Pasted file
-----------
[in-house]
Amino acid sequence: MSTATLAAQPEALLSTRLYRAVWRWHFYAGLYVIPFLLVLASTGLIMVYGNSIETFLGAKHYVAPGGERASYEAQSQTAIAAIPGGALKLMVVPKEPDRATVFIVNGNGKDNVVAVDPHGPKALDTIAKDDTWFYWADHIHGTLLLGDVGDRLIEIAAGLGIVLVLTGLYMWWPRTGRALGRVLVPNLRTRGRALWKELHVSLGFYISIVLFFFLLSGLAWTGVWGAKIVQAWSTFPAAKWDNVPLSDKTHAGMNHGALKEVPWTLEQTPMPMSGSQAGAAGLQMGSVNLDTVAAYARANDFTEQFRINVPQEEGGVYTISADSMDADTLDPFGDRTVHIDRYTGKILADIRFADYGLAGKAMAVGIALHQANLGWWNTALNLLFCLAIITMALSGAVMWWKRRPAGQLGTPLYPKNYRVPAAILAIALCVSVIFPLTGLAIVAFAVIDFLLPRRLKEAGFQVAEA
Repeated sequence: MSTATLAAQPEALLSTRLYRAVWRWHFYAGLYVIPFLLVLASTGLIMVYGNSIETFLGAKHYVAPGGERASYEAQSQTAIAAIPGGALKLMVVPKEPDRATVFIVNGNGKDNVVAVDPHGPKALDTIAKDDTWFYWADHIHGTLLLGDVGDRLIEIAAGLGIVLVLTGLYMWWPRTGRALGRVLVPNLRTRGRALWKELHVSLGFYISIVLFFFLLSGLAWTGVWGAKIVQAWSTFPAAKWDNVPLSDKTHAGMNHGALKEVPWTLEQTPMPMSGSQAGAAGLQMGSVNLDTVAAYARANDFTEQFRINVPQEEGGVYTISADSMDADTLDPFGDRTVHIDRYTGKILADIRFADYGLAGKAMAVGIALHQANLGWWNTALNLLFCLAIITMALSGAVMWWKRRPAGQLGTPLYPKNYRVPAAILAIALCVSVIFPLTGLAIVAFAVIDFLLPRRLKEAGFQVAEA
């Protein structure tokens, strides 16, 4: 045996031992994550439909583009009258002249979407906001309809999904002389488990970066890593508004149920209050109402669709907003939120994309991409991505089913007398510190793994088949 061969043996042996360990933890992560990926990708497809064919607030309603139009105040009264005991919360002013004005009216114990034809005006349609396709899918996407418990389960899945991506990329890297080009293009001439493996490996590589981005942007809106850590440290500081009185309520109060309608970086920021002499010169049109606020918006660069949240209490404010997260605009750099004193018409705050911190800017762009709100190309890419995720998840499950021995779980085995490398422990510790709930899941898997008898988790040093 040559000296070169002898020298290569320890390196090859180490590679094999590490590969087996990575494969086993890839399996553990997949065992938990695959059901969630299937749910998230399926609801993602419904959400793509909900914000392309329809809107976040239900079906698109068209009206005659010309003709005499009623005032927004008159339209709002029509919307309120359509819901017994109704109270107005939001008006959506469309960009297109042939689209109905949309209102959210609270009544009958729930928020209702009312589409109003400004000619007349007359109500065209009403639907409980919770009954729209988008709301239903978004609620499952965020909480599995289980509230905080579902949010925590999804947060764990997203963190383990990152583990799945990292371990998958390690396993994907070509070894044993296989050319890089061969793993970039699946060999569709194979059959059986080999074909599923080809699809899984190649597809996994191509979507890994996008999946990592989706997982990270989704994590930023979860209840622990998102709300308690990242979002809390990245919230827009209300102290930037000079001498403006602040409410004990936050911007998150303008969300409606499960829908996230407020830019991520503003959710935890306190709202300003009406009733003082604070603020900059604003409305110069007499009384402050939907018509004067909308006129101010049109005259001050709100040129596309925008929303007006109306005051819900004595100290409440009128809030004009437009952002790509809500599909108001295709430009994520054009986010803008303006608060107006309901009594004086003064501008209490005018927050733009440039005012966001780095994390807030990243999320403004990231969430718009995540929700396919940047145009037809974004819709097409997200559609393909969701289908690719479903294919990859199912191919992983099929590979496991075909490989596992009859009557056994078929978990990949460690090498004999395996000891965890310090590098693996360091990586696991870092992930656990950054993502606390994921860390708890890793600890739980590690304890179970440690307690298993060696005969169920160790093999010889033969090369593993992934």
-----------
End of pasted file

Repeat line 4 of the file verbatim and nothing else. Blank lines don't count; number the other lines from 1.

């Protein structure tokens, strides 16, 4: 045996031992994550439909583009009258002249979407906001309809999904002389488990970066890593508004149920209050109402669709907003939120994309991409991505089913007398510190793994088949 061969043996042996360990933890992560990926990708497809064919607030309603139009105040009264005991919360002013004005009216114990034809005006349609396709899918996407418990389960899945991506990329890297080009293009001439493996490996590589981005942007809106850590440290500081009185309520109060309608970086920021002499010169049109606020918006660069949240209490404010997260605009750099004193018409705050911190800017762009709100190309890419995720998840499950021995779980085995490398422990510790709930899941898997008898988790040093 040559000296070169002898020298290569320890390196090859180490590679094999590490590969087996990575494969086993890839399996553990997949065992938990695959059901969630299937749910998230399926609801993602419904959400793509909900914000392309329809809107976040239900079906698109068209009206005659010309003709005499009623005032927004008159339209709002029509919307309120359509819901017994109704109270107005939001008006959506469309960009297109042939689209109905949309209102959210609270009544009958729930928020209702009312589409109003400004000619007349007359109500065209009403639907409980919770009954729209988008709301239903978004609620499952965020909480599995289980509230905080579902949010925590999804947060764990997203963190383990990152583990799945990292371990998958390690396993994907070509070894044993296989050319890089061969793993970039699946060999569709194979059959059986080999074909599923080809699809899984190649597809996994191509979507890994996008999946990592989706997982990270989704994590930023979860209840622990998102709300308690990242979002809390990245919230827009209300102290930037000079001498403006602040409410004990936050911007998150303008969300409606499960829908996230407020830019991520503003959710935890306190709202300003009406009733003082604070603020900059604003409305110069007499009384402050939907018509004067909308006129101010049109005259001050709100040129596309925008929303007006109306005051819900004595100290409440009128809030004009437009952002790509809500599909108001295709430009994520054009986010803008303006608060107006309901009594004086003064501008209490005018927050733009440039005012966001780095994390807030990243999320403004990231969430718009995540929700396919940047145009037809974004819709097409997200559609393909969701289908690719479903294919990859199912191919992983099929590979496991075909490989596992009859009557056994078929978990990949460690090498004999395996000891965890310090590098693996360091990586696991870092992930656990950054993502606390994921860390708890890793600890739980590690304890179970440690307690298993060696005969169920160790093999010889033969090369593993992934």